Understanding Tricky Marketing & Adulteration In Olive Oil Blends

Posted by Hannah Broaddus

Olive oil blends are a common oil option in both the food manufacturing and food service industries.

Blends can have a lot of advantages.  In the manufacturing world, they are a great option for a mild-tasting oil: they still allow you to use olive oil and have it on your label, but without the strong flavor.  They also help you meet lower raw-ingredient costs.  On the foodservice side, olive oil blends typically have higher smoke points (from the added canola oil) and help keep your kitchen costs down.

Olive oil blends can have disadvantages to them too — especially when you’re not 100% clear on what you’re buying.  Today, we will break down the different factors that can affect blends, as well as some tricky industry marketing that you need to be aware of when you’re sourcing.


Blend Percentages

All blends come in ratios: 75/25, 80/20, 90/10 and more.  This means that the product should be made up of 75% canola oil (or any other cheaper, light-tasting oil) and 25% extra virgin olive oil.  It’s also possible that depending on the wording on the label, the olive oil is not Extra Virgin but could be made up of some other grade of olive oil instead.

has my oil been altered

What Types of Oils Are Actually In Your Blend?

First things first: what is your blend made up of?

Sometimes, your blend won’t specify Extra Virgin Olive Oil, and instead will just read “olive oil”.  This typically means Pure Olive Oil or even Olive Pomace Oil may have been used — it’s important to double check this part on a spec sheet or COA.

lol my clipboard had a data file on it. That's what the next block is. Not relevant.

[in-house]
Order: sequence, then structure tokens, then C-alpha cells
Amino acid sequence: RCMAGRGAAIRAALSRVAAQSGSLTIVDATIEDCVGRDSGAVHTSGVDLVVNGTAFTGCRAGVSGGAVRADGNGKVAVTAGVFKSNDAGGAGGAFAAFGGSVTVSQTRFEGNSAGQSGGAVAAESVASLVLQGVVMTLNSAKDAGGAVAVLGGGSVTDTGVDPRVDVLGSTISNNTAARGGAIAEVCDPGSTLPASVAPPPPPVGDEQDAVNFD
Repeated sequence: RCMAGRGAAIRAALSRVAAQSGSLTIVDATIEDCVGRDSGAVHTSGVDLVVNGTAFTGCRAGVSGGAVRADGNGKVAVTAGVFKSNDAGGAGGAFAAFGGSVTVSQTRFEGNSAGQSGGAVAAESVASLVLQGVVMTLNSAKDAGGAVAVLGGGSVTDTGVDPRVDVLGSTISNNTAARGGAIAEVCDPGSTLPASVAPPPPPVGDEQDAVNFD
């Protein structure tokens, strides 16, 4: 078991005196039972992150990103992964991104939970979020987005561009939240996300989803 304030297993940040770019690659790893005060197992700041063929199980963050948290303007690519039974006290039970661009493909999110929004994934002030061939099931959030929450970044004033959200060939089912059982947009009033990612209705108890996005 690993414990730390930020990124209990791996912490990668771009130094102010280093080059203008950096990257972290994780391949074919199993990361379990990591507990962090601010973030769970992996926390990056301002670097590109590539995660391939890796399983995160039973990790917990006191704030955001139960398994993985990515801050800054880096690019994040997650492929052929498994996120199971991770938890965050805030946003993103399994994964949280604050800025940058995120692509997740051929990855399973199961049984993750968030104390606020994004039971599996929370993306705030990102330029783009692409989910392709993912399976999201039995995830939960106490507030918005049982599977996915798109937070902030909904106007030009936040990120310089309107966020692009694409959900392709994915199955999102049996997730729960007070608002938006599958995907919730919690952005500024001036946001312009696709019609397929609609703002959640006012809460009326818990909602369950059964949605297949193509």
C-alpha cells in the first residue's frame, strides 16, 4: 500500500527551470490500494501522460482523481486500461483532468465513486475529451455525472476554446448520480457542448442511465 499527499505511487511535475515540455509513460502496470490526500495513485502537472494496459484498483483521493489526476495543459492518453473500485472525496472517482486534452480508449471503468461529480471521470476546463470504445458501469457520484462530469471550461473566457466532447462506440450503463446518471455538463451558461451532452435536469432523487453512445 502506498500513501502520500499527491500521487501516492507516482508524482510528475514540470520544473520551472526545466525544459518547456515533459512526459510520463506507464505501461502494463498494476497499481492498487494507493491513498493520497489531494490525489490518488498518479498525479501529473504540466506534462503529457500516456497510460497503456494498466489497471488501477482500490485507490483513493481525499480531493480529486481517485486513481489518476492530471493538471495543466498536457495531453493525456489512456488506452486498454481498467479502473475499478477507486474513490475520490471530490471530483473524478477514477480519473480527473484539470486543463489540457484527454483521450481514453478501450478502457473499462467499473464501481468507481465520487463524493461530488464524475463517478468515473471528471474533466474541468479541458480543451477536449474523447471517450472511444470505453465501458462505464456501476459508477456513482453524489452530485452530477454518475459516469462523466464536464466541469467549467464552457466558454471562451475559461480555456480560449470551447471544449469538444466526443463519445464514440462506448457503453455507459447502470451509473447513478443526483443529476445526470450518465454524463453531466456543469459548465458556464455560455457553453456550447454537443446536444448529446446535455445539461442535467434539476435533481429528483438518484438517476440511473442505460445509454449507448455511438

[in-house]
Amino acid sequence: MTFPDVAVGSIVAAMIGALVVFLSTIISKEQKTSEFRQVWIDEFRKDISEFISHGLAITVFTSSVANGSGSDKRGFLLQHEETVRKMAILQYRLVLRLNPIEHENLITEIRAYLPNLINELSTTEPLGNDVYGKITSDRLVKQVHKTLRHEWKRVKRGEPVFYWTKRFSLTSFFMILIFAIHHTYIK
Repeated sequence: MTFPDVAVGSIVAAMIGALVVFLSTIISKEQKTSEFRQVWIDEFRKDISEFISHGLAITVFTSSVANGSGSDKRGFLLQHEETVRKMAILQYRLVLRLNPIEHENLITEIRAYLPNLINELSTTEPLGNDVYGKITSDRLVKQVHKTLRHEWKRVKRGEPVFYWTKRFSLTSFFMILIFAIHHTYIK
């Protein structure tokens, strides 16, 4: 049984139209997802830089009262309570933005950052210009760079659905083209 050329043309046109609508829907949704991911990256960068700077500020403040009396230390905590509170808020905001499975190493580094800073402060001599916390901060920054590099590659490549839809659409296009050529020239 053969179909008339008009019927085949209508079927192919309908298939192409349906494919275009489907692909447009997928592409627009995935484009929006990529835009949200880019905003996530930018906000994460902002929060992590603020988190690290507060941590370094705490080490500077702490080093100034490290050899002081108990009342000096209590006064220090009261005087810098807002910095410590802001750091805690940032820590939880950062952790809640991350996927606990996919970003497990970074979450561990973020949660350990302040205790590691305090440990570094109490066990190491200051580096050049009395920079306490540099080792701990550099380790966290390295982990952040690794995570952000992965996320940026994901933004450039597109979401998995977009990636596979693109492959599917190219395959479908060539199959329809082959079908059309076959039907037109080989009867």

The FDA requires that the category of oil be listed on the ingredient label, but not necessarily the exact grade.  “Olive Oil” could mean olive pomace oil, pure olive oil or extra virgin olive oil.  However, most people, when using more expensive grades like EVOO, will want to show that on the ingredient label.   Usually just using the term “olive oil” means there is a lower grade of oil inside that blend.

Bottom Line: Ask for spec sheets, and be clear as to what types of oils you’re getting inside the blend so that you know what you’re paying for.


Beware Of “Up To” Blend Percentage Statements

In the foodservice world (where low price is king), some brands have started listing an “Up to” statement, hidden into in their ingredient listing.  For example, a 90/10 Blend may have the title “90/10 Olive Oil Blend”, but written into the Ingredient Listing is the following: “Canola Oil, with Up To 10% Olive Oil”.

What this “Up To 10%” statement means, is that you may be getting a blend with 10% EVOO, or it may be 5% or it may be 1% — and it’s much more likely that it’s the smaller amount.  Why?  Because it allows the brand to lower the cost for you and increase the profits for themselves.  The actual blend used is outside of your control, even though, based on the title of the product, you (and your customers) think that you are buying a 90/10 blend.